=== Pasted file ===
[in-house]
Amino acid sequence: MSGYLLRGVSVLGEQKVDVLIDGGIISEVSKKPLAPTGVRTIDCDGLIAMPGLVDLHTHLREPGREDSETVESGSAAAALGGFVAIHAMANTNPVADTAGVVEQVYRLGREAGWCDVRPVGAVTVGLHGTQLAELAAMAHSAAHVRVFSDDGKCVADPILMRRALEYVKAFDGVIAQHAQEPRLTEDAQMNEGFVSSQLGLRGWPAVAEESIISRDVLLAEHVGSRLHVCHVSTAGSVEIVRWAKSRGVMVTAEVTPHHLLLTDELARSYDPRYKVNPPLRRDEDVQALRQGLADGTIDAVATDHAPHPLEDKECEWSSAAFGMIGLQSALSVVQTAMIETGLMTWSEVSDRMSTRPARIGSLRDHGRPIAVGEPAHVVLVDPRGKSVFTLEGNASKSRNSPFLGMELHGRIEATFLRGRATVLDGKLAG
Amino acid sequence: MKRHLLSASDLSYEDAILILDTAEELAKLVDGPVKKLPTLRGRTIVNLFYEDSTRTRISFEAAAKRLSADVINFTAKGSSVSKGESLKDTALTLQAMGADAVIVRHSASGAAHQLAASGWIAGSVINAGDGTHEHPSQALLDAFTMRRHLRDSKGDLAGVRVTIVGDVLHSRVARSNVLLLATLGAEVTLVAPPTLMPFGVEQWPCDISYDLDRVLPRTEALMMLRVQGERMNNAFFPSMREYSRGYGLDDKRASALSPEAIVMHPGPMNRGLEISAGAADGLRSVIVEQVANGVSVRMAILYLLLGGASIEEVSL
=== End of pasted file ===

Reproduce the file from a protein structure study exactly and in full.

[in-house]
Amino acid sequence: MSGYLLRGVSVLGEQKVDVLIDGGIISEVSKKPLAPTGVRTIDCDGLIAMPGLVDLHTHLREPGREDSETVESGSAAAALGGFVAIHAMANTNPVADTAGVVEQVYRLGREAGWCDVRPVGAVTVGLHGTQLAELAAMAHSAAHVRVFSDDGKCVADPILMRRALEYVKAFDGVIAQHAQEPRLTEDAQMNEGFVSSQLGLRGWPAVAEESIISRDVLLAEHVGSRLHVCHVSTAGSVEIVRWAKSRGVMVTAEVTPHHLLLTDELARSYDPRYKVNPPLRRDEDVQALRQGLADGTIDAVATDHAPHPLEDKECEWSSAAFGMIGLQSALSVVQTAMIETGLMTWSEVSDRMSTRPARIGSLRDHGRPIAVGEPAHVVLVDPRGKSVFTLEGNASKSRNSPFLGMELHGRIEATFLRGRATVLDGKLAG
Amino acid sequence: MKRHLLSASDLSYEDAILILDTAEELAKLVDGPVKKLPTLRGRTIVNLFYEDSTRTRISFEAAAKRLSADVINFTAKGSSVSKGESLKDTALTLQAMGADAVIVRHSASGAAHQLAASGWIAGSVINAGDGTHEHPSQALLDAFTMRRHLRDSKGDLAGVRVTIVGDVLHSRVARSNVLLLATLGAEVTLVAPPTLMPFGVEQWPCDISYDLDRVLPRTEALMMLRVQGERMNNAFFPSMREYSRGYGLDDKRASALSPEAIVMHPGPMNRGLEISAGAADGLRSVIVEQVANGVSVRMAILYLLLGGASIEEVSL